If you want to get something done, give it to a busy person. Why? Because he has an extra Saturday once a month? Of course, not! A busy person has learned to make the most of his time. And more often than not, a busy person is busy doing fun things as well as well as productive things!
Most people think that time is finite. It is, and it isn’t. That is, time can be manipulated much like a rubber band. Sixty minutes spent by one person may be elongated by another. It’s all a matter of learning a few easy tricks and tools.
Most people leave chores until the weekend. I remember my mom bleaching and scrubbing things on the weekend because it was Saturday and it was a “Saturday” chore. In short, it was the way it had always been done. I remember thinking that as a beautiful summer weekend day would crop up, it seemed like a waste to be spending it dusting, watering plants, etc., when those jobs could be done just as easily another day. As I grew up, I turned that concept on its ear, vowing to take back at least one bright sunny day a month.
First, for the record, for as much as Americans complain about being busy, the fact is according to time use studies, we have the most free time. Still, we feel like we are hamsters on a treadmill. To me, that can only mean that we don’t know how to get the most bang for our time buck. Here are some of the tricks I’ve used to gain that ever-elusive extra time:
The main concept is that if you get it done during the week, or during odd, late-night times, you will free up more time on the weekend or large chunks of time after work which can be filled with leisure activities. So think double duty. While you are tuning in to Lost or 24, fold a load of laundry, clean out the kitchen utensil drawers, organize your toolbox. These are all things you might group together to do on the weekend. What a waste! Do it little by little as you are watching a favorite show or listing to a CD, and you’re ahead of the game.
I also reserve bookwork for TV time. Bill paying, paperwork sorting, and filling out forms are ideal all things people put off to do separate afternoon. Most often, these tasks are time consuming but not difficult, so it doesn’t make sense to devote a lovely, free day to doing them.
Love Those Commercials. I have REPLAY TV, but I don’t always fast forward through the commercials. Long before the advent of DVR, REPLAY TV and TV, I figured out a way to make commercials work for me instead of allowing them to suck up the last little bit of gray matter in my brain. It’s my own form of Beat the Clock, only I race against commercials. For the TV shows I allow myself, when a commercial comes on, I attempt to complete a few minor tasks. Normally, I stick with cleaning out the dishwasher or filling the dishwasher up. How much can you get done in a typical 30-second break?
Dinner Time. We all know to cook a double helping of a meal to freeze for another night to save time. Consider cooking an offshoot meal as well. When I brown ground beef and onions for spaghetti sauce, for example, I make a batch with peppers as well to be used for enchiladas later.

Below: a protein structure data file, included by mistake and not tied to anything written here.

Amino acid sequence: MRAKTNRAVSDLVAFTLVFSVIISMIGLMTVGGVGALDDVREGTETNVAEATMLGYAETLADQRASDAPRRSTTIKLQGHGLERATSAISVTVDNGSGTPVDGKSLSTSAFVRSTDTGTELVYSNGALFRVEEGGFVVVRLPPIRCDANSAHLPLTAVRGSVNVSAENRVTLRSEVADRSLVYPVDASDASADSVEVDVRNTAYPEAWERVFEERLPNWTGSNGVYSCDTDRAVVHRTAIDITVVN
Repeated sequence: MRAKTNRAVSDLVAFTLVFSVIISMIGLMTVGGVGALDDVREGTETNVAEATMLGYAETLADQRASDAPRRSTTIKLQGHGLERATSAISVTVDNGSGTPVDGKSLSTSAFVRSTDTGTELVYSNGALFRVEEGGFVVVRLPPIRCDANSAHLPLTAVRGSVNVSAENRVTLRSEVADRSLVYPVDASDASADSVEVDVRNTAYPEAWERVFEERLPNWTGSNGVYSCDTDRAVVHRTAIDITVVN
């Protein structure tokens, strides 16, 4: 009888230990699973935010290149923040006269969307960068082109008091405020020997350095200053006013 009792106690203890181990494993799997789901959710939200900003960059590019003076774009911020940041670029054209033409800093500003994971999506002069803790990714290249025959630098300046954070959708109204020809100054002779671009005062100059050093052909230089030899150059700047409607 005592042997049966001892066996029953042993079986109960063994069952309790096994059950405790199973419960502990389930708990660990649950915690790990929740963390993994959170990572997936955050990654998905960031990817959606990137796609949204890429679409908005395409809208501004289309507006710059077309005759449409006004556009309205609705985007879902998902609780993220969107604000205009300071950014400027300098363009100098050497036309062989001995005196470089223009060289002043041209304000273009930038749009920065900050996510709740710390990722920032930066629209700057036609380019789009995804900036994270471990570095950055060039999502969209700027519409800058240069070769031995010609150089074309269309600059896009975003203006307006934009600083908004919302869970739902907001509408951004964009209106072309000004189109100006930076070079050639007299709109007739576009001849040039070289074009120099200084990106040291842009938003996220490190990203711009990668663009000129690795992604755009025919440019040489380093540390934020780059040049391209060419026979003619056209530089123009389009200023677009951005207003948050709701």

Five a Day. This isn’t a vitamin or mineral regime, but it is my new personal favorite pick me up of sorts. I’ve added this one recently. I put together the daily to-do list, even if by this point in my life I can do most of it mentally. At the end of the day, I add in 5 extra things not on the list, and things not likely to make it on the list anytime soon. One night, I updated my credit card accounts and cancelled unwanted cards. A quick wipe down of the kitchen counters gives your kitchen a fresh look without the full-day clean. Last night, I cleaned out my refrigerator while I made a fresh cup of hot chocolate.
Up and Down. My mother had a rule: If you went up the stairs, you had better grab something that belonged upstairs. If you were coming down, you needed to carry down dishes, clothing, boxes, anything that didn’t belong in the upstairs space. Never walk with your arms swinging. Think about it, if you leave it until one time, you can spend an entire afternoon retrieving and returning goods to their proper places. Chip away at it a little at a time and it’s not so painful.
Finally, delegate. Don’t be a saint. Get others to help you. For laundry, if you wash the family clothing, for example, set down ground rules, then stick to them. For starters, shirts that come to you inside out, will be folded inside out. They’ll get the idea, and if they don’t, you’ve still have saved your own time.
As for putting away the clothes, think color coordinated. Each family member gets his own colored laundry basket. When you fill it up, deposit it into the proper room and let them worry about it.
Better yet, teach them how to wash their own clothes. Even if they take responsibility for just their own sheets, that’s one load of washing and drying you are not involved with.
Add up all of these little tricks, and you’ll be adding minute after minute, hour after hour of free time. It may be a bit of a time management-induced illusion—but who cares?